One of the main reasons Icelanders started to travel into the highland, the backland or the interior of the island, was because of the annual gathering of sheep. For centuries sheep farmers in Iceland have sent their stock into the wilderness, the highland, to wander during summer, graze in the mountains and rest the farmland for harvesting late summer. Then in autumn, flocks of selected individuals from each area and farms travel to the Highland to find and gather the sheep. Early on those trips to the Highland were a test of manhood and sought after by young men. The trips were often quite difficult as the weather in Iceland has always been quite unpredictable. Also and up until the last century places to accommodate or finding shelter overnight were few and harsh. Most of the places were caves or even holes in the ground. But as things developed Icelanders started to build huts in the Highland for the people that stayed in the there for days gathering sheep and often walking distances to search for their sheep in the backland.
Hvanngil was originally a place for farmers gathering sheep
Hvanngil is a small valley in the highland and is a well-known place as it is part of the popular hiking trail Laugavegur. It was originally one of the places where farmers built their hut to stay in the Highland when gathering sheep in autumn. At that time the shed was built to accommodate a group of searchers upstairs and sheep downstairs. For those curious about such houses, the yellow hut is still in Hvanngil. Later, around the seventies in the last century travel clubs started to build huts and houses only aimed at housing people traveling in the Highland for fun and enjoyment. At Hvanngil one was built in the eighties and is one of the best huts in the Highland. For those hiking Laugavegur Hvanngil is an attractive place to stay as well as those who want to take time to drive the difficult Highland road Syðri Fjallabak. There are also exciting hiking trails around the hut.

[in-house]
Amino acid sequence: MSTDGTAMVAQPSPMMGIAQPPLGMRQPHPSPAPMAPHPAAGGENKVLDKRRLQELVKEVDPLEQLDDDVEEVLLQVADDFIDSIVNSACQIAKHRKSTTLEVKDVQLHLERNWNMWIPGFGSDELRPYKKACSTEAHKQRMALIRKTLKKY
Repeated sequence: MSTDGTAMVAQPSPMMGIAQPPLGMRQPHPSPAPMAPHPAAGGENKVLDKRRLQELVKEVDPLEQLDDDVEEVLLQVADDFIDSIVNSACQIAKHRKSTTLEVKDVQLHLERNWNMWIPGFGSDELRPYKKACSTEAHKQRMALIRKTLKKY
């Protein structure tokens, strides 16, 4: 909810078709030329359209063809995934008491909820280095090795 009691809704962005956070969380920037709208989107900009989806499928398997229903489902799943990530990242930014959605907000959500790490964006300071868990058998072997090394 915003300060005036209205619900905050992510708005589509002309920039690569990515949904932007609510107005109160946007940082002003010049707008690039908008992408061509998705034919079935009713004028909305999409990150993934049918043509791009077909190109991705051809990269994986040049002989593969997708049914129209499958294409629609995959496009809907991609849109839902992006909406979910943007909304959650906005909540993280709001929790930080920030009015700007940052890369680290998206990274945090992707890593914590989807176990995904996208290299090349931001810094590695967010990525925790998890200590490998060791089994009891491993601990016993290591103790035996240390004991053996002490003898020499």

How to get to Hvanngil
Hvanngil is only accessible on a well-equipped 4X4 vehicle. It is a place that is also only possible to visit from the middle of July until late September. Even in September, you can expect snow. So this is a place for serious hikers and travelers in Iceland that understand how to travel in the highland and know how to cross rivers. It is part of the mountain road F210 which is one of the most challenging highland roads in Iceland.